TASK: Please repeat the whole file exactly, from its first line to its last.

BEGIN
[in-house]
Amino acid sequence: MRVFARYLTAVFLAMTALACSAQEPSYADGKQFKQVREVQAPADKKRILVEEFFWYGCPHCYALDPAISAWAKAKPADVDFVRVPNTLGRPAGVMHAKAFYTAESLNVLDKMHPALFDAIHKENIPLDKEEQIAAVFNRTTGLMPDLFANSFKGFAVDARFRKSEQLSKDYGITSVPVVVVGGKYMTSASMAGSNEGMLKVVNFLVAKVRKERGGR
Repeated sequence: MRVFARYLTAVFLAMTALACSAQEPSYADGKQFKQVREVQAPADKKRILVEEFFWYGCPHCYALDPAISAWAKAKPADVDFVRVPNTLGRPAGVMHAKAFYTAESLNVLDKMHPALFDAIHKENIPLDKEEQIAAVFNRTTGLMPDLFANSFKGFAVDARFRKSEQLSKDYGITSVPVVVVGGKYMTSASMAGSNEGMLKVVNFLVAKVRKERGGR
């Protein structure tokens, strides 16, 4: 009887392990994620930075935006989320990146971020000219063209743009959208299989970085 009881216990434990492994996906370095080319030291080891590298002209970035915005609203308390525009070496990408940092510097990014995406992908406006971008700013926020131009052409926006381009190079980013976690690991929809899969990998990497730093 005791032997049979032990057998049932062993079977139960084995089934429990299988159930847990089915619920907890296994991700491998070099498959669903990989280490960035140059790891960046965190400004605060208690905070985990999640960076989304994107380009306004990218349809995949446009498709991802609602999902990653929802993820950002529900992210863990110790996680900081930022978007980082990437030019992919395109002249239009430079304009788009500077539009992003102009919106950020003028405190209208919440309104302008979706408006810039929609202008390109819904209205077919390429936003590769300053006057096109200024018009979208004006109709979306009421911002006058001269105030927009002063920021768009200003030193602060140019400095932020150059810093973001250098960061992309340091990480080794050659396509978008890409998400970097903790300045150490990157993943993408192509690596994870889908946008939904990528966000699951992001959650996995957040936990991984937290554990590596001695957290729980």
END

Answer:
[in-house]
Amino acid sequence: MRVFARYLTAVFLAMTALACSAQEPSYADGKQFKQVREVQAPADKKRILVEEFFWYGCPHCYALDPAISAWAKAKPADVDFVRVPNTLGRPAGVMHAKAFYTAESLNVLDKMHPALFDAIHKENIPLDKEEQIAAVFNRTTGLMPDLFANSFKGFAVDARFRKSEQLSKDYGITSVPVVVVGGKYMTSASMAGSNEGMLKVVNFLVAKVRKERGGR
Repeated sequence: MRVFARYLTAVFLAMTALACSAQEPSYADGKQFKQVREVQAPADKKRILVEEFFWYGCPHCYALDPAISAWAKAKPADVDFVRVPNTLGRPAGVMHAKAFYTAESLNVLDKMHPALFDAIHKENIPLDKEEQIAAVFNRTTGLMPDLFANSFKGFAVDARFRKSEQLSKDYGITSVPVVVVGGKYMTSASMAGSNEGMLKVVNFLVAKVRKERGGR
């Protein structure tokens, strides 16, 4: 009887392990994620930075935006989320990146971020000219063209743009959208299989970085 009881216990434990492994996906370095080319030291080891590298002209970035915005609203308390525009070496990408940092510097990014995406992908406006971008700013926020131009052409926006381009190079980013976690690991929809899969990998990497730093 005791032997049979032990057998049932062993079977139960084995089934429990299988159930847990089915619920907890296994991700491998070099498959669903990989280490960035140059790891960046965190400004605060208690905070985990999640960076989304994107380009306004990218349809995949446009498709991802609602999902990653929802993820950002529900992210863990110790996680900081930022978007980082990437030019992919395109002249239009430079304009788009500077539009992003102009919106950020003028405190209208919440309104302008979706408006810039929609202008390109819904209205077919390429936003590769300053006057096109200024018009979208004006109709979306009421911002006058001269105030927009002063920021768009200003030193602060140019400095932020150059810093973001250098960061992309340091990480080794050659396509978008890409998400970097903790300045150490990157993943993408192509690596994870889908946008939904990528966000699951992001959650996995957040936990991984937290554990590596001695957290729980």